Believe me, dear Sir: there is not in the British empire a man who more cordially loves a union with Great Britain than I do. But, by the God that made me, I will cease to exist before I yield to a connection on such terms as the British Parliament propose; and in this, I think I speak the sentiments of America.
—Thomas Jefferson, November 29, 1775
Before social media, before the internet, before TV, radio and modern newspapers, people relied on often hand-written words of great minds and brave souls. In the latter half of the 1700s, throughout the original colonies of what would become the United States of America, a radical seed was planted, one of Freedom and liberty. It would be cultivated and nourished into what eventually became our Declaration of Independence and would immediately turn the writers and supporters of it, those we call our Founding Fathers, into traitors of the Crown. They became the face of the American rebellion that had already been raging for over a year. Let that sink in a moment. These brave men, putting themselves at extreme odds with the most powerful country on earth, faced death for an idea – all men are created equal, that they are endowed by their Creator with certain unalienable Rights, that among these are Life, Liberty and the pursuit of Happiness.
July 4, 1776 was the day the Continental Congress approved the Declaration of Independence. There was no sharing that news on Facebook. No one tweeted it. But each year since, Americans have celebrated and commemorated that event with parades, picnics and flag waving. In honor of those who put the lives of themselves and their families at risk during that very dangerous time. NanoLumens would like to wish everyone a safe and happy 4th of July.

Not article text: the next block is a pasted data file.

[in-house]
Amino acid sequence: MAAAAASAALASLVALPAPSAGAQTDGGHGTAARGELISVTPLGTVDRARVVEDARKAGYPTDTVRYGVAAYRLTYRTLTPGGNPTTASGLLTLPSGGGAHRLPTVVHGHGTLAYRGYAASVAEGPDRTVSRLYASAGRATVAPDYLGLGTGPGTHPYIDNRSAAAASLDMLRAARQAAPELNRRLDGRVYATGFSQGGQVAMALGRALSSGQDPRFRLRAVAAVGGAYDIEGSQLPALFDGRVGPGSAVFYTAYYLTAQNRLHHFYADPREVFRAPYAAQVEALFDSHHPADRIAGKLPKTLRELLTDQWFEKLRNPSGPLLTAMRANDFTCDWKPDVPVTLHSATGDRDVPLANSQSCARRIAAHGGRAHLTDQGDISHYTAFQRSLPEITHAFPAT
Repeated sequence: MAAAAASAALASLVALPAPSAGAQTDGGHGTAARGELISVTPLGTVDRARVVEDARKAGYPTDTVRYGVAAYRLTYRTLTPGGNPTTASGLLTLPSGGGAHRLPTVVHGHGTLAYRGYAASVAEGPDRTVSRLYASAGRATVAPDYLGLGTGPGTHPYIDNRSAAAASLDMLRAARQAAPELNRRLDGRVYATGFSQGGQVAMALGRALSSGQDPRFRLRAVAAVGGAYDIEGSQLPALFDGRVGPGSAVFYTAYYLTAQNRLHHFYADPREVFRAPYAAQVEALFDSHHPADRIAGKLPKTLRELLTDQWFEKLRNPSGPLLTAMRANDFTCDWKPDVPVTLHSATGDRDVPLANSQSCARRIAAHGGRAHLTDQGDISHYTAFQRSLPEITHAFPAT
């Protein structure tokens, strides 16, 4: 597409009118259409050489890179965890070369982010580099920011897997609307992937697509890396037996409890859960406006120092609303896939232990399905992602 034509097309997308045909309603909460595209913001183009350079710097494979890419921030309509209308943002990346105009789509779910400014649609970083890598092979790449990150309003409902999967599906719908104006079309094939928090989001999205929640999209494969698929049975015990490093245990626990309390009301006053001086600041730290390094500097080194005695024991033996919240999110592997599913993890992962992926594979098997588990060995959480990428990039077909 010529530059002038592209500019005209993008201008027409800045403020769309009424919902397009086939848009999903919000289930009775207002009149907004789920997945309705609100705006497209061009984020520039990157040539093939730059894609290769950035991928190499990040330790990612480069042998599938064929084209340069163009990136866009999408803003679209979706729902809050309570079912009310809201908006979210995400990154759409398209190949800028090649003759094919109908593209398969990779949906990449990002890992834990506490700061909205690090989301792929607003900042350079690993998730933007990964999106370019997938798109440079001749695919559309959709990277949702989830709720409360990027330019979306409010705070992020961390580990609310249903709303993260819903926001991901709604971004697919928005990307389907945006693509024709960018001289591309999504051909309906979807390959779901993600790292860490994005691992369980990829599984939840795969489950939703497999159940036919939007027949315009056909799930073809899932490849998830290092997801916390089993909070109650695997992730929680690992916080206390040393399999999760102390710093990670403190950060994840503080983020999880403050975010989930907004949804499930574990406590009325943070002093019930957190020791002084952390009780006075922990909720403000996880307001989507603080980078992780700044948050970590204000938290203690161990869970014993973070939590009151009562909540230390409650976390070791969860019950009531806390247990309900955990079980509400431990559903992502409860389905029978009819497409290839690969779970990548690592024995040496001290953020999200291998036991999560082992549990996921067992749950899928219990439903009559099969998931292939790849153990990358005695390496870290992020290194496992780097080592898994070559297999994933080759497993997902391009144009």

“Those who expect to reap the blessings of freedom, must, like men, undergo the fatigue of supporting it.” – Thomas Paine
“America is much more than a geographical fact. It is a political and moral fact – the first community in which men set out in principle to institutionalize freedom, responsible government, and human equality.” – Adlai Stevenson
“Freedom has its life in the hearts, the actions, the spirit of men and so it must be daily earned and refreshed – else like a flower cut from its life-giving roots, it will wither and die.” – Dwight D. Eisenhower
“The American Revolution was a beginning, not a consummation.” – Woodrow Wilson
“Let every nation know, whether it wishes us well or ill, we shall pay any price, bear any burden, meet any hardship, support any friend, oppose any foe, to assure the survival and success of liberty.” – John F. Kennedy
“Four score and seven years ago our fathers brought forth on this continent a new nation, conceived in liberty, and dedicated to the proposition that all men are created equal.” – Abraham Lincoln, The Gettysburg Address, 1863
“In the truest sense, freedom cannot be bestowed; it must be achieved.” – Franklin D. Roosevelt
“This, then, is the state of the union: free and restless, growing and full of hope. So it was in the beginning. So it shall always be, while God is willing, and we are strong enough to keep the faith.” – Lyndon B. Johnson
“But what do we mean by the American Revolution? Do we mean the American war? The Revolution was effected before the war commenced. The Revolution was in the minds and hearts of the people; a change in their religious sentiments, of their duties and obligations…. This radical change in the principles, opinions, sentiments, and affections of the people was the real American Revolution.” — John Adams
“What light is to the eyes, what air is to the lungs, what love is to the heart — liberty is to the soul of man.” — Robert Green Ingersoll
“Liberty, when it begins to take root, is a plant of rapid growth.” — George Washington
“I think of a hero as someone who understands the responsibility that comes with his freedom.” – Bob Dylan
“Freedom is the open window through which pours the sunlight of the human spirit and human dignity.” — Herbert Hoover
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